by Tony Rutherford HuntingtonNews.Net Reporter

CHARLESTON, WV (HNN) -  Members of the West Virginia legislature have introduced legislation that would determine the date and format(s) of the special election for governor.  The West Virginia Supreme Court of Appeals ruled that a special election must occur before Nov. 15. Left open in the  opinion : The legislature has the power to tweak the procedures.

 

House Minority Leader Tim Armstead R-Kanawha along with 11 Republican co-sponsors would set a special primary for May 14, 2011 and the special general election for August 6.

Unless the legislature changes the process, the WV Supreme Court ruled that nominees will be determined at political party conventions.

Simultaneously, the decision by ‘former’ Senate President Earl Ray Tomblin to be a full time ‘acting’ Governor has some senators mulling options.  They contend that an ‘acting senate president’ is unconstitutional.

The decision stated (in a footnote) that: “"Our State Constitution does not provide for the office of acting governor. Rather, it simply provides that the senate president shall temporarily act as governor during a vacancy … The senate president does not cease being a constitutional officer when he or she acts as governor. The senate president remains the senate president."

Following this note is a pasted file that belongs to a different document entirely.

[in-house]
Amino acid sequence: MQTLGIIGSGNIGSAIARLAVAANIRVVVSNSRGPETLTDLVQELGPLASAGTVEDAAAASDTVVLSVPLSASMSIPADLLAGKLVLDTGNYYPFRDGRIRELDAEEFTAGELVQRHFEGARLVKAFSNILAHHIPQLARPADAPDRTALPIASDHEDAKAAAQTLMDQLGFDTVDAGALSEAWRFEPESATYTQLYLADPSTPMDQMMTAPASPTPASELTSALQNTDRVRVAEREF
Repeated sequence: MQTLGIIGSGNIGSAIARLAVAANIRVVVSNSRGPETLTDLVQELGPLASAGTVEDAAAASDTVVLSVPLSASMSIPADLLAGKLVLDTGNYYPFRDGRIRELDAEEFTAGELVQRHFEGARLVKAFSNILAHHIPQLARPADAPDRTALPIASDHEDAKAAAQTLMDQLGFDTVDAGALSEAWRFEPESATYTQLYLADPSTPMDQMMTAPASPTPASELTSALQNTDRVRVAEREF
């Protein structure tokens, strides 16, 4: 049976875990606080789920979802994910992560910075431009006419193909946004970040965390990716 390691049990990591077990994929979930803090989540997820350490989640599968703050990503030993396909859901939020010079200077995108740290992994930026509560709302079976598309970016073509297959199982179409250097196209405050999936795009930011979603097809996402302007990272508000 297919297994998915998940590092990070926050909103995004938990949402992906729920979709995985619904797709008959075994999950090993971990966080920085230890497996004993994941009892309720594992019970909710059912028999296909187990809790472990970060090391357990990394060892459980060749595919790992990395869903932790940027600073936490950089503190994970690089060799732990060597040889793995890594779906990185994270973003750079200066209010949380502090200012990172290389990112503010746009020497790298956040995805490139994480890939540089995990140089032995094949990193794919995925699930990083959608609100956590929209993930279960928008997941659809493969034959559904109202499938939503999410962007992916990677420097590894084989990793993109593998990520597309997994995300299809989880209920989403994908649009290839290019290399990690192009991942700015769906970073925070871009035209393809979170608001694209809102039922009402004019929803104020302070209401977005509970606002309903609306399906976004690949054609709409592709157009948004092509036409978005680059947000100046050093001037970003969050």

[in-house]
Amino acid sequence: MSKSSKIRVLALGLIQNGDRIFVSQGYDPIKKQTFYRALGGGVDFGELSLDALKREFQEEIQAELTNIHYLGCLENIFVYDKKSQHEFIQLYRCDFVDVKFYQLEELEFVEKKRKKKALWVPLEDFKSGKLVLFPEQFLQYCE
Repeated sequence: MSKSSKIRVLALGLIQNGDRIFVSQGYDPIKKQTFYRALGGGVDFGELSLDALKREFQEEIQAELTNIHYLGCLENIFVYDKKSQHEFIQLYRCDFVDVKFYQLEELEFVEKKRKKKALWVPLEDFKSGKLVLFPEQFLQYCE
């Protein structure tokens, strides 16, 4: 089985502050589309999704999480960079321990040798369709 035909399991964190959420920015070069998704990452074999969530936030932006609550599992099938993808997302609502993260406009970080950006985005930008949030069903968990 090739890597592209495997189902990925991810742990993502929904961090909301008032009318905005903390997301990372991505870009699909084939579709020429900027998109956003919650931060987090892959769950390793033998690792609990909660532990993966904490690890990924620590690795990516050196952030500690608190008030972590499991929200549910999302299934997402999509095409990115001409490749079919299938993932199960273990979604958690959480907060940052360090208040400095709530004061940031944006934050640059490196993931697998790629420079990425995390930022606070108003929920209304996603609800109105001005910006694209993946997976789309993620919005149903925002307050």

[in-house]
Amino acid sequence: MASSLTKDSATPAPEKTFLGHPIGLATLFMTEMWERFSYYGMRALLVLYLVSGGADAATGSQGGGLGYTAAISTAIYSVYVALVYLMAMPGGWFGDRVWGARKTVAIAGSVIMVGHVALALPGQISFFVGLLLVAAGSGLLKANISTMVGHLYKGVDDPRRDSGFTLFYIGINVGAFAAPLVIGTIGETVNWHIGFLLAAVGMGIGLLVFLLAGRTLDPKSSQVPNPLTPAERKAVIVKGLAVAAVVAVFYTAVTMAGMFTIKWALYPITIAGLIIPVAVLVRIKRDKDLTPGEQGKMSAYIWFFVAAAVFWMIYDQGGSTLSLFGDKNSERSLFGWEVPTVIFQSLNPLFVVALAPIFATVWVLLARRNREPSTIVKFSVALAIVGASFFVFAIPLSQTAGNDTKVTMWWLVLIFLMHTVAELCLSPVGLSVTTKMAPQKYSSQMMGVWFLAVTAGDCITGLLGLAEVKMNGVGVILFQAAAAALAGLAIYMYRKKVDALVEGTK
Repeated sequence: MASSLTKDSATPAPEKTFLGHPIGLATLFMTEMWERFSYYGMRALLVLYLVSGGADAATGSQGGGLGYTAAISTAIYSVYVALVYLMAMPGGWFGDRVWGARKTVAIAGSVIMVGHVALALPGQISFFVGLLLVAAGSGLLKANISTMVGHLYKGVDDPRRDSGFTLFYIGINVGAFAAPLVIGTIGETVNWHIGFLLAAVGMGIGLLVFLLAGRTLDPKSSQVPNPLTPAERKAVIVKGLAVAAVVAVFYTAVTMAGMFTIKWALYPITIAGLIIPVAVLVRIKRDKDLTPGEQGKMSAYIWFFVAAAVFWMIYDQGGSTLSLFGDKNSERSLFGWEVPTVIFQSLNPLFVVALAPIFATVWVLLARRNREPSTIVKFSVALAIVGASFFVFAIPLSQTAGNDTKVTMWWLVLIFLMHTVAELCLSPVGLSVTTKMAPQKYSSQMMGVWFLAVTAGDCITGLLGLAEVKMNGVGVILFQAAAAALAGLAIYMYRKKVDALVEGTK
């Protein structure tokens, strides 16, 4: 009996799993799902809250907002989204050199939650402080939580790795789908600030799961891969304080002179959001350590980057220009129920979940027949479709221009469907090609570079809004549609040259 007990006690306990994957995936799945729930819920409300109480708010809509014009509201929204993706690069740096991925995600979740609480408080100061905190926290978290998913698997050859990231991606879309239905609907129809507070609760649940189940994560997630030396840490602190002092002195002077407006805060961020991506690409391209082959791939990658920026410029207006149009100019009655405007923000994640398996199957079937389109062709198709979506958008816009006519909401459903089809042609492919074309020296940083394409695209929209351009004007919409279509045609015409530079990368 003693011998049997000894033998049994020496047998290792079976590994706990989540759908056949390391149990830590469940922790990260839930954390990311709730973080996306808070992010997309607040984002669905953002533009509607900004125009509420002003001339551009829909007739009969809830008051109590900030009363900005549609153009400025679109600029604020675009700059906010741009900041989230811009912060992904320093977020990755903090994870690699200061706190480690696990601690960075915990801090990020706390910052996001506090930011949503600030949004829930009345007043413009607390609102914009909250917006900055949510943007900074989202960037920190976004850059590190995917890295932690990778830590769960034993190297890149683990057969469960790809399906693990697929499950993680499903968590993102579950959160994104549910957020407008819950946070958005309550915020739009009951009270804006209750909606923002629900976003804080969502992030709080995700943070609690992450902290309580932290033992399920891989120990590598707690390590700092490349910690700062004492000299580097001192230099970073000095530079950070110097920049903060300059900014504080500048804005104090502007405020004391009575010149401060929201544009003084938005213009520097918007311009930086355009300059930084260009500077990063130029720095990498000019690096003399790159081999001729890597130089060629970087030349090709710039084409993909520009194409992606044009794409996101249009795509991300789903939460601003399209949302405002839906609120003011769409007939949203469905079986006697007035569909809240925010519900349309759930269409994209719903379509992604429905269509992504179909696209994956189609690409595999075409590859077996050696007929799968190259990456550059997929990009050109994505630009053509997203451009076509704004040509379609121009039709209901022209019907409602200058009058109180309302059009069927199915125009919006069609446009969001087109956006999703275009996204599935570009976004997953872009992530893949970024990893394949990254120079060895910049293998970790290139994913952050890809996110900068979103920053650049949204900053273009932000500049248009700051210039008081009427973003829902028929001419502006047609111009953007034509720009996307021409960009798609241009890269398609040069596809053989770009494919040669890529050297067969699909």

Now, Sen. Evan Jenkins (D-Cabell) believes the Supreme Court opinion precludes an ‘acting senate president.’ Actually, Senators went that direction to avoid a separation of powers dilemma , if Tomblin were to be both a temporary acting governor and the Senate President. But , Sen. John Unger told WSAZ that a “presiding officer presides over [the Senate] “ in the absence of the Senate President.

Of course, Tomblin would have preferred to have stayed the state’s chief exec until 2012.

And, state taxpayers may prefer just one general special election , instead, of the two tiered approach. Secretary of State Natalie Tennant estimated that a $3 to $4 million per election price tag based on the special primary and election in 2010 to replace the late Sen. Robert C. Byrd.